“We were national champions my freshman year. I wouldn’t trade my time at Northwestern for anything in the world. I grew as a person and met unbelievable people. I learned an unbelievable amount about the game. We had an unreal coaching staff and the best way to put it is that without Northwestern I would never be the lacrosse player or person I am. My teammates were my family for four years. We were far from home and you trust your teammates. It was a lot of hard work and it paid off. I can reflect on my time and what I remember most are the relationships and that’s why we won big games and became champions.”
How was it playing at a high school powerhouse like Moorestown under legendary coach Deanna Knobloch?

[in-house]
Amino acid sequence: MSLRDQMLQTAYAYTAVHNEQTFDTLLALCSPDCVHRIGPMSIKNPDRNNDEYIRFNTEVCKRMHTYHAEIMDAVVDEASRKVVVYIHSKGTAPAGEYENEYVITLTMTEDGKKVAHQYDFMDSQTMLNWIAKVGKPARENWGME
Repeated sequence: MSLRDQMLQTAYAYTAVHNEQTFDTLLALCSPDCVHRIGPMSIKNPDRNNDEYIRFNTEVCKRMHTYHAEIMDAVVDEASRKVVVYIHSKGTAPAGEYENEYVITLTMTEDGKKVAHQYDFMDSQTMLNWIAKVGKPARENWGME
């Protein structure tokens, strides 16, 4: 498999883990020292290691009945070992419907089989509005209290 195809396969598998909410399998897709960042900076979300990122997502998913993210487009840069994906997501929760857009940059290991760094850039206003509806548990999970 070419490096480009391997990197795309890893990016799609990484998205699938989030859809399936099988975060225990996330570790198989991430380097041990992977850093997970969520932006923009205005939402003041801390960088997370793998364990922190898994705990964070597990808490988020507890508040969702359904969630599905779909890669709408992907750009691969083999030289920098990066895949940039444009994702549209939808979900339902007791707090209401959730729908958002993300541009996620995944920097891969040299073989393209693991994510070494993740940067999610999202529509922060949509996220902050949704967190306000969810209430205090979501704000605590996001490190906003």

“Moorestown is a dynasty. There’s not enough I can say about Deanna Knobloch and (husband and assistant coach) KC. Honestly, I wanted to play soccer and I was going to quit lacrosse and play soccer. But when you step on the field there you don’t want to leave. They prepare their teams and girls to go to that next level, which is what I want to do at Loyola Academy. It’s a family environment and at Moorestown they expect to be champions. I loved my four years there and being part of history and part of a bigger thing than just lacrosse. It’s cool that everyone knows Moorestown girls’ lacrosse as something very special. The girls’ team is known well beyond the town and they are near and dear to my heart.”